Vestibular Disorders: Pearls and Pitfalls

Woo Young Choi, MD, PhD, FRCPC; Daniel R. Gold, DO


Semin Neurol. 2019;39(6):761-774. 

In This Article

Performing the Examination


A common pitfall to keep in mind is that the clinician may be falsely reassured by a normal general neurological examination of a patient with vestibular symptoms due to a small posterior fossa stroke.[27] Importantly, dizziness or vertigo is the most frequently presenting symptom in patients with posterior circulation ischemia,[28] and of those patients presenting with isolated vestibular symptoms due to stroke, approximately 80% will have a normal general neurologic examination.[29]

While the ocular motor examination is often abnormal in vestibular disorders,[29] it is frequently underused or misinterpreted by frontline physicians.[1,4] Many vestibular disorders have characteristic ocular motor findings that allow a specific diagnosis to be made with a high degree of certainty.[27] For example, posterior canal (PC) BPPV can be confidently diagnosed when symptoms are positionally-triggered, and the DH test elicits the characteristic transient upbeat-torsional nystagmus. Unfortunately, the DH test for PC BPPV is often misused and misinterpreted,[16,27] despite the fact that it is the gold standard for diagnosis. It is important to know that the DH test can also be misleading when performed in inappropriate circumstances, such as in a patient who has continuous symptoms or spontaneous nystagmus (i.e., both are features inconsistent with BPPV). For example, a patient with a VOR impairment (e.g., vestibular neuritis) or head motion intolerance with a normal VOR (e.g., vestibular migraine) will often experience more intense symptoms (and commonly more intense nystagmus as well) with the DH maneuver. Therefore, performing the DH in a patient with acute continuous vestibular symptoms will not help to establish the diagnosis (HINTS should be used here), but instead will aggravate the patient's symptoms and may lead to the examiner misinterpreting the DH as positive for BPPV.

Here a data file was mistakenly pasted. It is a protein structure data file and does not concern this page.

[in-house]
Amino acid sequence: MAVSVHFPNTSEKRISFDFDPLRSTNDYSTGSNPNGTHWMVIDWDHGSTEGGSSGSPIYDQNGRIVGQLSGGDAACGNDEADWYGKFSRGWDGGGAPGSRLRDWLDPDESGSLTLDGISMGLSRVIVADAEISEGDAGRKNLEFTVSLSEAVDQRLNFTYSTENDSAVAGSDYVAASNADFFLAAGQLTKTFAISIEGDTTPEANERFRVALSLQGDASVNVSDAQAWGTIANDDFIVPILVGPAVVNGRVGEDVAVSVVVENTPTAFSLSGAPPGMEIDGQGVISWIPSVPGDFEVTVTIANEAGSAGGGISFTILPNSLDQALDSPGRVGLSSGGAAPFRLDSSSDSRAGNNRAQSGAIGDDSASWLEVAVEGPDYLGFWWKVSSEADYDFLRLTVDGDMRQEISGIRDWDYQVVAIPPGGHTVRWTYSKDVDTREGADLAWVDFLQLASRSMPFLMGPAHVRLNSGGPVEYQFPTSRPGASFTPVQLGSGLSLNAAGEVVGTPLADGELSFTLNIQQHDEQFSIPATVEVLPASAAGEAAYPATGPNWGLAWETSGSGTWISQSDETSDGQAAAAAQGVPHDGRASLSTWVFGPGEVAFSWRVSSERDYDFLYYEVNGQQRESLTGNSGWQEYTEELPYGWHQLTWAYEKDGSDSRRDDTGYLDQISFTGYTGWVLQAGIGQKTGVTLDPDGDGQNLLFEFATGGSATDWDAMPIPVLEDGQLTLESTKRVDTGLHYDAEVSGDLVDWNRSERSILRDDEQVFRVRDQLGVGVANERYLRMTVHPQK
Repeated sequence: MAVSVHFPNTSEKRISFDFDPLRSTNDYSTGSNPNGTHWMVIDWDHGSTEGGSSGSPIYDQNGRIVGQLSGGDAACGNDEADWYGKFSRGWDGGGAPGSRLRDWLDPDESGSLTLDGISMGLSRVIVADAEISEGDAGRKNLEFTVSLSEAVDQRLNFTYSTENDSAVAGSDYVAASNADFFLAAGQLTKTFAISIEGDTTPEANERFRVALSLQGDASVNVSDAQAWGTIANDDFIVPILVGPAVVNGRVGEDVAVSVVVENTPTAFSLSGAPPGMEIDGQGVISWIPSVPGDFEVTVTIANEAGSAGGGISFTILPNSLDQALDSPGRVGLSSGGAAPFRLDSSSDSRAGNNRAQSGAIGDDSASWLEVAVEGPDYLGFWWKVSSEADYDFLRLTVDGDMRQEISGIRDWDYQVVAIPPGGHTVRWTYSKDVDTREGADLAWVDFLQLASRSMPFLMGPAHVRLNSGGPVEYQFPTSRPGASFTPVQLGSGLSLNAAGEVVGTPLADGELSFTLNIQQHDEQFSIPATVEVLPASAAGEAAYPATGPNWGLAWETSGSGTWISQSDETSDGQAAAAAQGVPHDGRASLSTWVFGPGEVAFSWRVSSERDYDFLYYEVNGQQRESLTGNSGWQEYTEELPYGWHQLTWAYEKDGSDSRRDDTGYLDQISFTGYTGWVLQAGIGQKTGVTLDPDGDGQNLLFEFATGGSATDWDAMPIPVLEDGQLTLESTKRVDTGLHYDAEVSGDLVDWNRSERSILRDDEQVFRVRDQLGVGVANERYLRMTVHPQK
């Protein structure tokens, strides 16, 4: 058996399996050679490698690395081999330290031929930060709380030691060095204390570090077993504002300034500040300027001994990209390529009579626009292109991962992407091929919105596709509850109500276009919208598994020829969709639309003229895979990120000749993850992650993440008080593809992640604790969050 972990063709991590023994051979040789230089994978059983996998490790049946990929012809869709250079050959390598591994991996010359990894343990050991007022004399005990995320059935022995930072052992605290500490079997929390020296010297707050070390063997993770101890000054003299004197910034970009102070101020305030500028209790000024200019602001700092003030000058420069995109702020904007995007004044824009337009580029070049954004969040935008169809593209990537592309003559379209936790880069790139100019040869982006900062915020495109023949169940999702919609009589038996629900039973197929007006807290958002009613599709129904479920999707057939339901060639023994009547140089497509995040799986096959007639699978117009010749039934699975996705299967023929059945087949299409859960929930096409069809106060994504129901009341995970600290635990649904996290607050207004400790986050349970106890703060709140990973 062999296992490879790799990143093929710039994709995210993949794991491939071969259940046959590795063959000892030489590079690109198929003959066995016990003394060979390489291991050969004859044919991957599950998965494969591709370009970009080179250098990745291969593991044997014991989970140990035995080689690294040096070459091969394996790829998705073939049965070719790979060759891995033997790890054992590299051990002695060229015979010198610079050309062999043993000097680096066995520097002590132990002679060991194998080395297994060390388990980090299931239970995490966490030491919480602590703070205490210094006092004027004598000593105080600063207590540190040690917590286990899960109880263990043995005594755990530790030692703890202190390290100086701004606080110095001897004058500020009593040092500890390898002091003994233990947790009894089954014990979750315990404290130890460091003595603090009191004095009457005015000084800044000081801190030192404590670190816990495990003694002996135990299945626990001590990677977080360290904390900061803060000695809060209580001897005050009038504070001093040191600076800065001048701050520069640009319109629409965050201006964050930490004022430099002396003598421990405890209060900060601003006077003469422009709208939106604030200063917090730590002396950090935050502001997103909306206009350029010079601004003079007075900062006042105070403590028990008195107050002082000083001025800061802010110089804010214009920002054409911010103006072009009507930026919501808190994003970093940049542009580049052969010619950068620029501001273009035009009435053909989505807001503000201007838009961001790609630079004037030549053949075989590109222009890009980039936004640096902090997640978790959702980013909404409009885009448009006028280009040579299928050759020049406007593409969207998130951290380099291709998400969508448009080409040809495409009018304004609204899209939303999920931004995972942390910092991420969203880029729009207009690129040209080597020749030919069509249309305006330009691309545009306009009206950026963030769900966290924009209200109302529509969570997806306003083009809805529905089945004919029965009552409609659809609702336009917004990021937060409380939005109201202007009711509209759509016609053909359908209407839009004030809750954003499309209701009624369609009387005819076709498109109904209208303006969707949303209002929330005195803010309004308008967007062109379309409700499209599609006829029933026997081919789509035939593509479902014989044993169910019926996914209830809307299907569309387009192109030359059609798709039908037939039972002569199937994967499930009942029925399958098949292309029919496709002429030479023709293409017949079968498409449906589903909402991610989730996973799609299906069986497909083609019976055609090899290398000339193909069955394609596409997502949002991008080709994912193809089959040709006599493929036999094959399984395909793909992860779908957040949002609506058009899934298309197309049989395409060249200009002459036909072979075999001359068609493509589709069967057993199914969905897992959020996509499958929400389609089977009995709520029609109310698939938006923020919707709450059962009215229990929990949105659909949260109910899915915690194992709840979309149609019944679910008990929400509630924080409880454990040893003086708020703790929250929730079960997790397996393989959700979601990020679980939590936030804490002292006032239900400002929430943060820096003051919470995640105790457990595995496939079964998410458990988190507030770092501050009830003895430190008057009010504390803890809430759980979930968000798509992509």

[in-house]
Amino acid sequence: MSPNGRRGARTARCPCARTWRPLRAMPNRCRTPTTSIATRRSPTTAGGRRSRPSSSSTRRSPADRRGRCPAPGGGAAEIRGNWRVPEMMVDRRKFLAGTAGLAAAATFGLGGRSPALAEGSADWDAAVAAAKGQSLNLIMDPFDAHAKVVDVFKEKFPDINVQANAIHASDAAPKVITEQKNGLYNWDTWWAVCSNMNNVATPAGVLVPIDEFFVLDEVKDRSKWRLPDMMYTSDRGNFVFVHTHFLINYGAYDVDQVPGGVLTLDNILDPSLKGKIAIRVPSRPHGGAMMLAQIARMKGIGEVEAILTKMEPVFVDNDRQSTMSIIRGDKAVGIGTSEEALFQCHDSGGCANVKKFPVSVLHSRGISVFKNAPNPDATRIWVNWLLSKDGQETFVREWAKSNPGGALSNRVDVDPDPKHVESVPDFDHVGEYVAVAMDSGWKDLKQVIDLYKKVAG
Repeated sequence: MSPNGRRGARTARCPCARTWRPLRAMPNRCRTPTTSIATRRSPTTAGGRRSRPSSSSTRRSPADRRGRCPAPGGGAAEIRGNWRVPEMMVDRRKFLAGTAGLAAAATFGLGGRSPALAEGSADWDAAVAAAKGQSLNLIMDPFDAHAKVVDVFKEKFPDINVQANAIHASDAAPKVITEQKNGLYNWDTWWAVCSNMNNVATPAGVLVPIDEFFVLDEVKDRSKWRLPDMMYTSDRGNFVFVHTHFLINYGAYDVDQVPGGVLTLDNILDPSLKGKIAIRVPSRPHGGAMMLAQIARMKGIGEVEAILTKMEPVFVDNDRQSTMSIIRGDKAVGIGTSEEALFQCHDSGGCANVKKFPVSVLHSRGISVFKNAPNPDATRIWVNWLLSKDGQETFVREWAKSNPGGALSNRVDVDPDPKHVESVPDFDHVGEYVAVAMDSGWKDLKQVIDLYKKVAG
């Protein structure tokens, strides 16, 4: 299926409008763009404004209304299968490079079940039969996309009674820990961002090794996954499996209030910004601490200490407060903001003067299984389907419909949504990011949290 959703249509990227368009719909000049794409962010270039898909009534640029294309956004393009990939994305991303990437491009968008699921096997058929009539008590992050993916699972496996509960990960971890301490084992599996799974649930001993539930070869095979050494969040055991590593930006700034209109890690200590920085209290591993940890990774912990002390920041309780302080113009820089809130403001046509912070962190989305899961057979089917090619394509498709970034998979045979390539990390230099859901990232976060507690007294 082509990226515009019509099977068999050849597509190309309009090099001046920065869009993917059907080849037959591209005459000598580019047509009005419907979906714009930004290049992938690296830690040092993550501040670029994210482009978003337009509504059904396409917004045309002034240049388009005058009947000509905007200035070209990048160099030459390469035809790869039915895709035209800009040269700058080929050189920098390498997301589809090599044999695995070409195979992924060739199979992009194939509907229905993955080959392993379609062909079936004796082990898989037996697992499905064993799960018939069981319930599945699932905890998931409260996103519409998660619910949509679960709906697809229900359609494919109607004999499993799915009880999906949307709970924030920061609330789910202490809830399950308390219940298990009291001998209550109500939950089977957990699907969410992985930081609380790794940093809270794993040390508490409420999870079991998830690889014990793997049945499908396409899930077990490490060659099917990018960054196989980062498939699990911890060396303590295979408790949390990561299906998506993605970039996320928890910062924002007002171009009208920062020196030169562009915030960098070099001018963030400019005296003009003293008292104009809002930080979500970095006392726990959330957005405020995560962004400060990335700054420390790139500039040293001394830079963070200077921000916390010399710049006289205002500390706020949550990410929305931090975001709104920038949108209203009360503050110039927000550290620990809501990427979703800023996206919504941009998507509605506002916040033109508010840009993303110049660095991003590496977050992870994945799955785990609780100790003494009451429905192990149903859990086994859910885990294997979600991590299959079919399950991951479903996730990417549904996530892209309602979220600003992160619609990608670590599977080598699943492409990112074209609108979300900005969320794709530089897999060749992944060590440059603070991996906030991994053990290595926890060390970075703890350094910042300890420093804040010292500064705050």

Medical examination maneuvers (e.g., auscultation of the neck and heart, blood pressure, orthostatic measurements) should be performed when appropriate. Given the extensive ocular motor and vestibular pathways within the brainstem and cerebellum, a careful cranial nerve and eye movement examination is critical. The general neurologic examination can be normal in patients presenting with isolated dizziness or vertigo due to small brainstem or cerebellar strokes, but the ocular motor and vestibular examination will almost always provide the clues toward the correct diagnosis (Table 1).[27] Gait and stance are usually the most helpful components of the general neurologic examination in patients with isolated vestibular symptoms, specifically evaluating for truncal or gait ataxia. An otoscopic examination may provide clues regarding the etiology of dizziness, especially when a peripheral infectious etiology is suspected Box 2.